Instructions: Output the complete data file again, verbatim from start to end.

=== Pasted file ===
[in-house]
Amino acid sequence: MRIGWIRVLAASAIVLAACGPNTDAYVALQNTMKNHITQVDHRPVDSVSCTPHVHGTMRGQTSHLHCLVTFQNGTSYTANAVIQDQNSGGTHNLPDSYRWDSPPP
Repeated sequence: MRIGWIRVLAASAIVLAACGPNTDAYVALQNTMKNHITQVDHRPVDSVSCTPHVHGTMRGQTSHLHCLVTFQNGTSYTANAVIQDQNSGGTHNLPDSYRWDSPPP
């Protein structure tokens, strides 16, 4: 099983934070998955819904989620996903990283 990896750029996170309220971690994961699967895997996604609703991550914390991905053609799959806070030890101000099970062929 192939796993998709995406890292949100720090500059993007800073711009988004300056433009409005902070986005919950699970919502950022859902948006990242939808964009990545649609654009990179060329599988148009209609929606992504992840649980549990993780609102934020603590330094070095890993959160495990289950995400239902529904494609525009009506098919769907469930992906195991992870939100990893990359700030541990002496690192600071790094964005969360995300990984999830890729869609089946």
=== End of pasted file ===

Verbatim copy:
[in-house]
Amino acid sequence: MRIGWIRVLAASAIVLAACGPNTDAYVALQNTMKNHITQVDHRPVDSVSCTPHVHGTMRGQTSHLHCLVTFQNGTSYTANAVIQDQNSGGTHNLPDSYRWDSPPP
Repeated sequence: MRIGWIRVLAASAIVLAACGPNTDAYVALQNTMKNHITQVDHRPVDSVSCTPHVHGTMRGQTSHLHCLVTFQNGTSYTANAVIQDQNSGGTHNLPDSYRWDSPPP
């Protein structure tokens, strides 16, 4: 099983934070998955819904989620996903990283 990896750029996170309220971690994961699967895997996604609703991550914390991905053609799959806070030890101000099970062929 192939796993998709995406890292949100720090500059993007800073711009988004300056433009409005902070986005919950699970919502950022859902948006990242939808964009990545649609654009990179060329599988148009209609929606992504992840649980549990993780609102934020603590330094070095890993959160495990289950995400239902529904494609525009009506098919769907469930992906195991992870939100990893990359700030541990002496690192600071790094964005969360995300990984999830890729869609089946």